Does the away goals ruin modern day football?

Despite all the excitement of last weeks Champions League semi-finals, it’s hard to disagree that the games have raised a few more questions than answers. I’m not about to enter a debate on the ‘right way’ to play football, due to Chelsea’s tactics being spot-on in terms of taking on Barcelona, as with the Blues current personnel, a pure footballing encounter would have been akin to leading Lambs to the slaughter. Instead one of the real issues, for me, is the away goals rule, which appears to be becoming more and more out-dated.

Both of last weeks ties were affected by the rule, with the away sides in the two second legs both advancing. The Real Madrid example highlights many of the drawbacks in regard to the ruling, and the impact it can have on the spectacle. Bayern Munich set out their stall early on, looking to defend their lead, due to Madrid’s strike at the Allianz Arena, yet when the Spaniards scored early on the Bavarian side’s game plan was hindered. Real Madrid quickly notched another, before some woeful defending gave Bayern the chance from the spot, which they duly took making it 2-1 on the night, and all square in the tie. From here the game descended into a boring spectacle with both sides wary of committing men forward, due to the danger of being hit on the break. As a result the game fizzled out and ended in a penalty shoot-out.

The away goals rule had a similar impact at the Camp Nou, with Barcelona racing to a 2-0 margin, taking the lead on aggregate. A temporary lapse in concentration allowed Ramires in to net the vital goal, and swing the tie in favour of the Londoners. From here Barcelona continued to push, but Chelsea had the luxury of sitting back, before Fernando Torres notched a late strike to put the tie to bed.

The rule was introduced in 1965 during the Cup Winners Cup, in a bid to deter the trend of away teams in European competition using negative tactics. Prior to the rule, below 20% of two-legged Continental ties ended in an away win, with sides all too aware that the strength of home advantage would be the deciding factor. As a result attacking during the away tie, and risking conceding vast quantities of goals for very little reward, was seen as pointless, promoting defensive football.

At the time the rule was a radical and necessary change, promoting an optimism in away sides during their travels, who knew that one goal, could effectively equate to one-and-a-half, in the event of the scores being level at the end of 180 minutes. At first away home teams still had the overwhelming advantage, but as time has moved on the home and away legs have almost switched roles, with the traveling club, at times, having the advantage.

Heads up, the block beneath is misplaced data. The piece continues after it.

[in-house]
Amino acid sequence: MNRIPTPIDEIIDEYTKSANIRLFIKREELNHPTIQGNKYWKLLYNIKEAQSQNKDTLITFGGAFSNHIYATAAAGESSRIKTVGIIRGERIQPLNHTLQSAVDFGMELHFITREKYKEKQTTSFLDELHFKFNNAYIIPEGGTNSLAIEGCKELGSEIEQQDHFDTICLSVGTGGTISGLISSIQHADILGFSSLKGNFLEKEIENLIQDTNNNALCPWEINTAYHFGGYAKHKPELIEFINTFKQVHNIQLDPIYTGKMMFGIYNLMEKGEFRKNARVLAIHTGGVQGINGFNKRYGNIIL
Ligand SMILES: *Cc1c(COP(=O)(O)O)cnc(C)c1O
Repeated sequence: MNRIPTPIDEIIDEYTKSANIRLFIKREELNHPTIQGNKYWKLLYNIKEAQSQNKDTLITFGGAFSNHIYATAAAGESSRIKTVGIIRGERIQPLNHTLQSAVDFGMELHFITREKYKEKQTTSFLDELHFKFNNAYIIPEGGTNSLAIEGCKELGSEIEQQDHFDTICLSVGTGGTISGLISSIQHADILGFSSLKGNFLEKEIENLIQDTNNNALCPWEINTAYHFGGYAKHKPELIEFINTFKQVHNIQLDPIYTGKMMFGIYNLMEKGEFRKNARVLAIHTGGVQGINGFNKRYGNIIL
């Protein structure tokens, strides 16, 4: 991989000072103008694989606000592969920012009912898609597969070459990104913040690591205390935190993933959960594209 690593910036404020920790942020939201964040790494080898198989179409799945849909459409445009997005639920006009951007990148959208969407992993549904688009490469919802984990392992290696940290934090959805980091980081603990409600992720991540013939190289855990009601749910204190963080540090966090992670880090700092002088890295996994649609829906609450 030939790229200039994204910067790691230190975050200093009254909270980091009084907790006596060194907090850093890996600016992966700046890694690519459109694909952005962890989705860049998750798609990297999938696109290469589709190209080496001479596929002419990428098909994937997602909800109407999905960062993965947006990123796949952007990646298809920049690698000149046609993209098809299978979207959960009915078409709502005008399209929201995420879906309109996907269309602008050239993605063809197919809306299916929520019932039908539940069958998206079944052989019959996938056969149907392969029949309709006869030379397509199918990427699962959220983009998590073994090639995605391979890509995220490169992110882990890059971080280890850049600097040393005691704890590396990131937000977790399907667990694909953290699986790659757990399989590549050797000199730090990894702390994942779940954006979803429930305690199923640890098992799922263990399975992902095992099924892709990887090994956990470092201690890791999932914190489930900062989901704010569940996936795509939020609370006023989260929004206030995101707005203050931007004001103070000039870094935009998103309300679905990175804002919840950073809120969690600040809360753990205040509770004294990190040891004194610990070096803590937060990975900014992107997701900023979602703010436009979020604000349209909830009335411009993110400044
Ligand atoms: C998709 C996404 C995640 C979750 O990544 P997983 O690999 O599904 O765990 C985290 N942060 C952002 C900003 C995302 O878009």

Although it is still rare to see a team being trounced at their own stadium, they are getting beaten more and more, with the figure of away sides achieving victory reaching around 35% in recent years. This is due to a variety of factors that are levelling the playing field, rendering the away goals rule almost obsolete. Perhaps the biggest issue is the fact that players are no longer entering the unknown during away legs, with many having already played at a certain venue, or even having performed for the side they are taking on, as was the case with Arjen Robben during last Wednesday’s clash. Due to this, the mysterious factor of venturing away from home is almost removed, as the majority of teams across Europe take each other on frequently during competition or exhibition games.

Travel improvements have also swung the odds toward arriving sides, who no longer turn up dazed and fatigued after their journey. During the early days of European competition, communication links were far from the level of now, with teams frequently having long and arduous trips to far-flung areas of the continent. Nowadays travel arrangements are far more efficient, with flights across Europe rarely taking over four hours and mobility in other nations being similar to that at home.

The introduction of the rule was necessary at the time, turning a 3-1 loss into a more positive outcome for the away side than a 2-0, encouraging attacking and exciting football. However, as is the case with most things in life, it has become out-dated and is now actually hampering the game.

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Article title: Does the away goals ruin modern day football?

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